It was a surreal feeling really, to literally be walking in the footsteps of one of my idols while surrounded by so many industry professionals that I’ve grown to respect and admire over the years. No, I’m not referring to the Kentucky Derby walkover, but the course walk for the Third Annual Real Rider Cup. There I was, walking behind Olympic Gold Medalist and Kentucky Derby-winning trainer Michael Matz as he described a plan of attack. I was trying to keep my jaw from dropping as I took a look around at the competition…I was officially a nervous wreck.
As Manchurian High and I walked around the warm-up area waiting for our turn, multiple people came up and told me their own personal stories about him. Some were old exercise riders, others were former jockeys that have ridden him (to a win, they slyly added), no pressure! Anna Ford was snapping photos for social media and the horses were loving the attention. There was a fantastic turnout for the event. The grandstand was packed with observers giving shoutouts to Forest Boyce and Ashley Castrenze, who had just come from winning the third and fourth races respectively at Laurel and the rail was two deep as everyone wanted to get a look at James Stierhoff and two-time Maryland Hunt Cup winner Twill Do.
“Just keep your leg on him and keep kicking!” Lia McGuirk instructed me as I stood waiting at the in-gate. “No problem at all!” I thought to myself. I was so nervous I could feel my legs gripping Manch’s sides in the way that only an adult amateur seems to muster. You know the kind of death grip that causes your horse’s eyeballs to pop out of their heads and makes weightlifters jealous? And for some unknown reason you firmly believe that this newfound magical strength in your calves is going to help you miraculously learn how to ride like Mike Smith in the next 30 seconds. Graham Motion himself wished me luck as I walked in, at least I think that’s what he said. He could have wished me Merry Christmas but I couldn’t hear anything besides the blood rushing from my now ghostly pale face. Now I know why Parker Hendricks rode with his goggles down!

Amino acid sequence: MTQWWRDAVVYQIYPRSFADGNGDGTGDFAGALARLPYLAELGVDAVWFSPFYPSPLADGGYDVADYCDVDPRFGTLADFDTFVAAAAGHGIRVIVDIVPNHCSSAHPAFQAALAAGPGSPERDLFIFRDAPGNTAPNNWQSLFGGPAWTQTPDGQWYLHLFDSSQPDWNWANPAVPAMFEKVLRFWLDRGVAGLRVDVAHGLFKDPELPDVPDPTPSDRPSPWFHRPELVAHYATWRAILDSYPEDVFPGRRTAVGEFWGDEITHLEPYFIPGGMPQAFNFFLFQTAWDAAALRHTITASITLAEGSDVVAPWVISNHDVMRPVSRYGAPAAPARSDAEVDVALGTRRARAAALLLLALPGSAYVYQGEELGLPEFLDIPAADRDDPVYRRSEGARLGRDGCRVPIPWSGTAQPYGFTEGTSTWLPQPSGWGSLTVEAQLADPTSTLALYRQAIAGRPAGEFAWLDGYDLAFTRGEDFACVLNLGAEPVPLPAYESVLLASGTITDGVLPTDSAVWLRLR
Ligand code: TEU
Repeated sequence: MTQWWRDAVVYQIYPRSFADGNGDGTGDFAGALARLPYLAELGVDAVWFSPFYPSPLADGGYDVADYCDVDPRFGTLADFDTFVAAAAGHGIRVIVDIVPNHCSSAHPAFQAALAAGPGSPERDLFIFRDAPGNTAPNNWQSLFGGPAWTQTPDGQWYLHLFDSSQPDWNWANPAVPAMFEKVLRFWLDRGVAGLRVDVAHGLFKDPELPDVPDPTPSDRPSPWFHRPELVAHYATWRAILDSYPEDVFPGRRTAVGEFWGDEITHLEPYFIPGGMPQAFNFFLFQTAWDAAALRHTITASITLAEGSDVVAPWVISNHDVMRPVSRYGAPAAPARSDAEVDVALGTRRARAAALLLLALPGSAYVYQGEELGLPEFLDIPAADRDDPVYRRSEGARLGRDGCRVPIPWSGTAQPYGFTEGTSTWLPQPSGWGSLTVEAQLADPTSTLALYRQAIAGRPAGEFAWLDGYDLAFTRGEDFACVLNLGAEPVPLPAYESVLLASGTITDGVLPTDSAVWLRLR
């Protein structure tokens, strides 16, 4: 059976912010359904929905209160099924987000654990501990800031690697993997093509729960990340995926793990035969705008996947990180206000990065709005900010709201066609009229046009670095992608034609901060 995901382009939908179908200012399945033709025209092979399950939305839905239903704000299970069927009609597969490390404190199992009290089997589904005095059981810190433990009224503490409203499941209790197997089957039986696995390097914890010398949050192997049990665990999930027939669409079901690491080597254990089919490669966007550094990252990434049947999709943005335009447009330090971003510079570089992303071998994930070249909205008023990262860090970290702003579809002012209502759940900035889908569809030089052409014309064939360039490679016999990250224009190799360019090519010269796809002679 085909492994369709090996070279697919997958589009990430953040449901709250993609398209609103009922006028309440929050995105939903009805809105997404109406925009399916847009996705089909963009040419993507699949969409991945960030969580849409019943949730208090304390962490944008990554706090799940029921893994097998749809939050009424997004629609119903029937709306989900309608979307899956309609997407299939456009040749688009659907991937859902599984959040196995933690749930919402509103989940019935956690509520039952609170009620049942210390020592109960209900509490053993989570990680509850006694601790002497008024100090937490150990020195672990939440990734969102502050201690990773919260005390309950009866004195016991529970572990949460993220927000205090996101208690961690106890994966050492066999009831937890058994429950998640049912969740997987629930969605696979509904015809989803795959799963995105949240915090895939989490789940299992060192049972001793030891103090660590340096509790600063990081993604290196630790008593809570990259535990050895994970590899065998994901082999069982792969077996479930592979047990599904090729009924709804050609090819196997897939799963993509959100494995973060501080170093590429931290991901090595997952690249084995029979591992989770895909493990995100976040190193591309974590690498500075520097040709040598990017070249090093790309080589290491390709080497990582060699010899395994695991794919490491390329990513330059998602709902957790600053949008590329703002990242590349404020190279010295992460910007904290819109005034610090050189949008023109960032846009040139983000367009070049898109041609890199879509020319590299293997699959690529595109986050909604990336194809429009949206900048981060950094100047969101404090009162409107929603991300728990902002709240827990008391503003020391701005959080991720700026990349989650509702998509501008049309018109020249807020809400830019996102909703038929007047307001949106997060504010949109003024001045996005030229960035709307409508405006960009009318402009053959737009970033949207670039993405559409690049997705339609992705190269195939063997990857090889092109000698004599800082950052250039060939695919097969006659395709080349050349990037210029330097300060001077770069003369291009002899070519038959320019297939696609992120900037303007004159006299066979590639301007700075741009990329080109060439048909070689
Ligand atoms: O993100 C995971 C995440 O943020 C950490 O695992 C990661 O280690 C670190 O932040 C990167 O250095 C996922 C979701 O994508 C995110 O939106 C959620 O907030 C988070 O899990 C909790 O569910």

As soon as Manch zoned in on that first fence, all of my doubts, fears and second guesses vanished. I was no longer nervous about riding in front of my new friends/teammates and industry pros. I kicked on as we landed, letting Manch and his sports car-like gallop take over. As in any sport, you must not only have confidence in yourself but your teammate as well. There was no better teammate that I could have asked for than this little war horse. Ears pricked, he galloped right around, making all the tight turns and flying through the timers. The smile on my face as we pulled up said it all. I wanted to know if we could go around for a second time!
I’ve been a horse-crazy kid my entire life. They’ve given me some of my best memories, been the subject of some of my worst nightmares, and I’ve met lifelong friends from all disciplines. At the Real Rider Cup, I arrived not knowing but a few faces and left with a new group of friends. We were all there for the same reason; we were horse lovers, barn rats, lifelong equestrians that want the best for our horses and their futures. We want to show the rest of the world that there is more to this industry than a New York Times article, or a 30-second snippet on the 6:00 news. For every push from PETA to put racing in a bad light, there is a Jen Roytz or Anna Ford working even harder to shine the light on aftercare.
Helmets off to Graham and Anita Motion (who definitely have a future in horse show management when Graham retires from training!), Maggie Kimmitt and their entire team for putting together such an amazing event. It was truly an exceptional display of the best our industry has to offer and I was so honored to be a part of it. From the caliber of riders competing (Kaymarie Kreidel competed sidesaddle, with a bum ankle and a broken stirrup and you never would have known!) to all of the amazing OTTB’s that never put a hoof out of place. Every single horse and rider combination looked fantastic and exceeded expectations. Team Racing Media may have finished last, but we couldn’t have been any happier. I was most impressed by Team Racing Kids. Knowing they are the future of our sport is quite reassuring.
Special thanks to my sponsor, Stonestreet Stables, and all of the owners that supplied riders with silks for the event! One of my favorite parts was getting the chance to ride around as a girl in gold! Of course a huge thanks to everyone who opened up their wallets and donated to two fantastic causes, New Vocations and The Retired Racehorse Project. We raised a grand total of $54,986 and I challenge the participants of the Real Rider Cup 2020 to do even better!